3.1 Phenotyping of the animals
All the animals were screened for patterns of brush border adherence by E. coli using microscopic adhesion test (MAT). Out of 80 animals, 27 pigs were found to be negative for adhesion (i.e. non-adhesive) with E. coli, whereas 53 animals were positive for adhesion (i.e. adhesive). Among the positive samples 46 pigs were adhesive and 7 were weakly adhesive. The PCR-based fimbrial typing showed that the current isolate was ETEC F4ab/ac-negative.
3.2 Gene, genotype frequencies and their association with an adhesion pattern
The genotypic and allelic frequencies of target population (Tables 2 and 3) revealed all five loci were polymorphic with two (g.22124T > C) to three (g.19119G > A, g.18957C > A, g.21471C > T and g.22304A > G) genotypes. While four loci (g.19119G > A, g.18957C > A, g.21471C > T and g.22124T > C) showed non-significant association with an adhesion pattern, only one locus (g.22304A > G) showed a statistically significant (P≤0.05) association with an E. coli adhesion pattern. This locus had three genotypes, viz., GG, AG and AA, with their overall frequencies 0.288, 0.213 and 0.500, respectively. The PROC LOGISTIC procedure revealed all three genotypes (GG, AG and AA) of locus g.22304A > G had significantly different ORs between E. coli adhesive, non-adhesive and weakly adhesive pattern (Tables 2 and 3). The animals were also typed for an indel variation at intron 2 in MUC13 gene (Ren et al., 2012). However, our current population was found to be homozygous (MUC13B) for this variation, and hence further analysis was not carried out.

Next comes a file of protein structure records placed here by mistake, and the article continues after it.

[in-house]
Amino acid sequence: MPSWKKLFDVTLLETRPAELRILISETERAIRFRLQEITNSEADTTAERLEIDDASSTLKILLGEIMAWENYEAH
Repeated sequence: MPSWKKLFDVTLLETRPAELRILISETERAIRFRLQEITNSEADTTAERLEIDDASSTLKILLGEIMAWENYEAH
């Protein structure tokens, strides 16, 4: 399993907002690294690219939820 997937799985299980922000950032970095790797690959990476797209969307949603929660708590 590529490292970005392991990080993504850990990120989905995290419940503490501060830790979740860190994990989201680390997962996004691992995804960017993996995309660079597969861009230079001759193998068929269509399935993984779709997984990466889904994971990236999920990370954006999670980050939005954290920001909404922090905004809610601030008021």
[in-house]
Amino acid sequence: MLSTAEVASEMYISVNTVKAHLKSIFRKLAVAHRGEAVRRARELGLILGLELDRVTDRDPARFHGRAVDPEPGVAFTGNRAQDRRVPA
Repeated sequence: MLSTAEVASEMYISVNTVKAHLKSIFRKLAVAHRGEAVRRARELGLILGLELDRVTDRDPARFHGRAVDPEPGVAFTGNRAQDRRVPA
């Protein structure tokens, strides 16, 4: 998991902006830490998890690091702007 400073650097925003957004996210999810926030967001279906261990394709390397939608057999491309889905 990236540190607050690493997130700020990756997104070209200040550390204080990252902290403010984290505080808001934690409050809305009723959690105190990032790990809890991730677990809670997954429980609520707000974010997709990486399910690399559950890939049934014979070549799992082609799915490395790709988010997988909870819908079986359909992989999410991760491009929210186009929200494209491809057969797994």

3.3 Hardy–Weinberg equilibrium (HWE) and linkage disequilibrium test
The PIC ranged from 0.179 (g.22124T > C) to 0.373 (g.21471C > T) and heterozygosity value ranged from 0.0 (g.22124T > C) to 0.6250 (g.21471C > T) in the population (Table 4). Test for HWE showed that three loci (g.21471C > T, g.22124T > C and g.22304A > G) significantly deviated from HWE, whereas others (g.22124T > C and g.22304A > G) were found to be in HWE. The linkage disequilibrium test using χ2 probabilities revealed locus g.22124T > C and g.22304A > G were significantly (at P≤0.05) associated with one another. None of the other loci showed significant LD with one another.
3.4 Expression profile of MUC13 across various genotypes
The expression analysis, to study the direct effect of genotypes of the significantly associated SNP (g.22304A > G), revealed that porcine MUC13 expression was different in different genotypes (Fig. 1). The level was highest in AA (1.699±0.67 fold) genotype, moderate in GG and low in the AG (0.712±0.21 fold) genotype and was found to be statistically non-significant (at P≤0.05) in both AG and AA genotype.